University helps students pursue career in new multi-million pound super-prison
Students have been encouraged to target a job at a new £250million super-prison in North Wales.
The HMP Berwyn complex in Wrexham, which is due to open next year housing 2,000 inmates, will create up to 1,000 jobs in the region.
Project manager Mark Greenhaf was among the speakers at Wrexham Glyndwr University’s prestigious Criminology and Criminal Justice Careers conference, and spoke to those in attendance about what its core values will be as a rehabilitative prison.
He also encouraged students to apply for a role there, and said: “The Prime Minister recently spoke on prisons and said 46% of prisoners reoffend within a year, costing up to £13 billion a year.
“Berwyn aims to be a rehabilitative prison, offering safety and decency as well as the opportunity to learn. It’s vital the staff also have these values to help build a positive relationship to help prevent prisoners reoffending.
“It will offer an opportunity for prisoners to work while they are serving their sentence, so they have a purpose on a day-to-day basis, such as working in the laundry room, library and kitchens to offer them work ready skills as well as thinking and social skills.”
Authorities expect the prison to provide an annual £23million boost to the economy once fully operational by the end of 2017.
Mark added: “Our overarching message is for our prison to be rehabilitative, which we hope will create better people leaving our prison and provide them with the opportunity to learn, to embrace the Welsh culture and the right values.”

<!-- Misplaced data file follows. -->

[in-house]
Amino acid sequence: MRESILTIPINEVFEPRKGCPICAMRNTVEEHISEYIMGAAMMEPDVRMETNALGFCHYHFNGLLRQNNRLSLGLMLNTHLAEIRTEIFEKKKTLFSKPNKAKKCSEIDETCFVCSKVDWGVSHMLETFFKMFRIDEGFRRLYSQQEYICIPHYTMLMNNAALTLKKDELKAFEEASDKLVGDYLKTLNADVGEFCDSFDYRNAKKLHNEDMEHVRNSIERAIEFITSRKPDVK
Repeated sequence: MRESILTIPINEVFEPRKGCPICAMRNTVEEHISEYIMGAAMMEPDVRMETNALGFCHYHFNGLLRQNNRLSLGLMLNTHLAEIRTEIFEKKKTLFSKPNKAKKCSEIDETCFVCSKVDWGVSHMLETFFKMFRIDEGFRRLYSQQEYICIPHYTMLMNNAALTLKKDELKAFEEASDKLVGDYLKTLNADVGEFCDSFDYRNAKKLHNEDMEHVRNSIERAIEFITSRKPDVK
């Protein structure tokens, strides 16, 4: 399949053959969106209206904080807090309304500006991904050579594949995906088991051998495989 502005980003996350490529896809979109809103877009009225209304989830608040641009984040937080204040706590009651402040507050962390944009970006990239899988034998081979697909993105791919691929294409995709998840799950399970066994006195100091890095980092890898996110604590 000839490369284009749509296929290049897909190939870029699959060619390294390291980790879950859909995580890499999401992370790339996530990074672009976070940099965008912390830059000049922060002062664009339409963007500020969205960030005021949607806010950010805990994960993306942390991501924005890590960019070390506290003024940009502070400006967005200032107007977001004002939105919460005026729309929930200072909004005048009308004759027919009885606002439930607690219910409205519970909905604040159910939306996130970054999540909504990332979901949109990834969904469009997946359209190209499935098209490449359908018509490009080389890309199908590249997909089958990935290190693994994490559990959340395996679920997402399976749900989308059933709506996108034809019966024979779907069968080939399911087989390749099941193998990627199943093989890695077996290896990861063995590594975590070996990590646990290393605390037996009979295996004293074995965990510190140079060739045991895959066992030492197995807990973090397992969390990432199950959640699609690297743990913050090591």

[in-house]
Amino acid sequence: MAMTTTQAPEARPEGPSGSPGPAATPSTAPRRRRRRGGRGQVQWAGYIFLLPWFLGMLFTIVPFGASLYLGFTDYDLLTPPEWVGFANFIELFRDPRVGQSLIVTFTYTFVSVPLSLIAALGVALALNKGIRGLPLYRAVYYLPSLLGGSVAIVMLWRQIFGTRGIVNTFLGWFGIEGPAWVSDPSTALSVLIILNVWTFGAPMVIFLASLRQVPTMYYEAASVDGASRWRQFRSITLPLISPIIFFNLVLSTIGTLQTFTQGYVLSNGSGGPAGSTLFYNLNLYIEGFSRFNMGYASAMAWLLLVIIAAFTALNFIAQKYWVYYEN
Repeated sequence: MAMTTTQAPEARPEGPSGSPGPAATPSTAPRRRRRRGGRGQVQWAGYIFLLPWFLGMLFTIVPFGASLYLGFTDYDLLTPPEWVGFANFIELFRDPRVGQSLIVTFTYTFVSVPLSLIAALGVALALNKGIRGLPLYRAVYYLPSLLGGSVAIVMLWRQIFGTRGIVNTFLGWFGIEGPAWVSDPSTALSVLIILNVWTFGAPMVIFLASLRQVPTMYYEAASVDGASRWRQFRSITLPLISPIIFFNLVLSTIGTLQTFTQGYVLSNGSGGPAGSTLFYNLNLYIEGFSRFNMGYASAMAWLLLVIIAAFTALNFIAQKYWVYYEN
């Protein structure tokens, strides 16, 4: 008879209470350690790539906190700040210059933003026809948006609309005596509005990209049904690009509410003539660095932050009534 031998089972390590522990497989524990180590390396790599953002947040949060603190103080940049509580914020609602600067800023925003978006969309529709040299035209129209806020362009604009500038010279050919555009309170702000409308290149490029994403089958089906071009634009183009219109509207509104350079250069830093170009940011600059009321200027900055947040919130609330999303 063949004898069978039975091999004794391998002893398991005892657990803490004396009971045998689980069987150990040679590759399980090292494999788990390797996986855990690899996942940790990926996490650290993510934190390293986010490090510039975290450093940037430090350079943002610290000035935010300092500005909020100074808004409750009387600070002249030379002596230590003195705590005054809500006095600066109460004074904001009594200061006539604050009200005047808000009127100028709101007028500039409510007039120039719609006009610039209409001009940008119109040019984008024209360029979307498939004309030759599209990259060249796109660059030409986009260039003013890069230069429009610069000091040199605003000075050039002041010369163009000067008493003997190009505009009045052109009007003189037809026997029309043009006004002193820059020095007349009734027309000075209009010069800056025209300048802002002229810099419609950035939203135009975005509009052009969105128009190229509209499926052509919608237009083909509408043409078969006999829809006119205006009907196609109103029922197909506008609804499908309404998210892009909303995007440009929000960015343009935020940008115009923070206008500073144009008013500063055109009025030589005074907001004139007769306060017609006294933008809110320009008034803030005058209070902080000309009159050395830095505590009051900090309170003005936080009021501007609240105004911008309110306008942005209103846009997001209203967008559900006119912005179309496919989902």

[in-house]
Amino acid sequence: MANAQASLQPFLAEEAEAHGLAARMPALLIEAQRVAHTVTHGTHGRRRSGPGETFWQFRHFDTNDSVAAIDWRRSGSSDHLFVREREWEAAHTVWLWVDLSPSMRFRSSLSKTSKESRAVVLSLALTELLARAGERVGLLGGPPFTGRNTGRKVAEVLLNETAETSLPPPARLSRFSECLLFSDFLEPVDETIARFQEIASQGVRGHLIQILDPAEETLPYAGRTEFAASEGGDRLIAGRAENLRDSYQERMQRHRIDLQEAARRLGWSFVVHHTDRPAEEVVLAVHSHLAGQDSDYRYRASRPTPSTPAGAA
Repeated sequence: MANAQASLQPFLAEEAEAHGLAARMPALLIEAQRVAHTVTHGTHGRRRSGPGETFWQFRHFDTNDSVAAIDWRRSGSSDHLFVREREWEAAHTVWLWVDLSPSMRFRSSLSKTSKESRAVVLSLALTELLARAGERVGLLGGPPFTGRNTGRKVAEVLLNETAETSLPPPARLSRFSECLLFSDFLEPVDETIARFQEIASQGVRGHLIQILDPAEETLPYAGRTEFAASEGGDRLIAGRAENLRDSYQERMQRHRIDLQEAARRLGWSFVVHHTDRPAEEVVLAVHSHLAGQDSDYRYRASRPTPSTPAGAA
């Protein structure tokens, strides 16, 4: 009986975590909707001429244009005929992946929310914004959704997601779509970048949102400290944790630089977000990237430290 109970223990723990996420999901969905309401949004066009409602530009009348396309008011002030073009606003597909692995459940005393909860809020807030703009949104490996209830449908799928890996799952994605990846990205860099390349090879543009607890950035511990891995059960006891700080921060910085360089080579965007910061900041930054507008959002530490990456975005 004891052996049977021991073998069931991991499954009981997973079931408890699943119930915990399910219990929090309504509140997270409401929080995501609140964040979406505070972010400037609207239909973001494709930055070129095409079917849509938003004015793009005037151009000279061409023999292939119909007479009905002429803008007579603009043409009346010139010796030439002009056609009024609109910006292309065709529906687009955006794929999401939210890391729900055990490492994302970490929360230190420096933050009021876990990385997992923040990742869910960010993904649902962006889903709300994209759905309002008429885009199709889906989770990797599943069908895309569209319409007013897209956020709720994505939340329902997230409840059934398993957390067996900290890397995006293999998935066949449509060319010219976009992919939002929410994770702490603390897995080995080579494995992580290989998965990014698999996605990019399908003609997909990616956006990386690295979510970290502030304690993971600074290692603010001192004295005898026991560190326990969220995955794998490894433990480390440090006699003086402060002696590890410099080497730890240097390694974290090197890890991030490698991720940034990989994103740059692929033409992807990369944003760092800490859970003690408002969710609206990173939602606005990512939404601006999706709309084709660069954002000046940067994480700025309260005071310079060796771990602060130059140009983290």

He explained that the application process to students will take 21 weeks overall and those hired will take part in 10-week training course provided locally on the site.
Also attending the criminal justice careers event was probation officer Natalie Howson.
She said: “Probation work is demanding but very rewarding and requires resilience and professional judgment.
“People looking at a career in probation are fortunate right now as we are looking to recruit.
“I feel like I have made a difference either a difference to someone’s life or by protecting members of the public.”
Neal Parkes, prevention coordinator for North Wales Police, also spoke at the conference about what students need to do before entering the sector, and what to expect if they get there.
He said: “There will definitely be difficult situations that can come in all shapes and sizes.”
Neal also explained that he joined the Force to “make a difference”, adding: “I wanted to work with people who really care about what they do and make a difference in my community.”
For more information on Criminology and Criminal Justice at Wrexham Glyndwr University, visit http://www.glyndwr.ac.uk/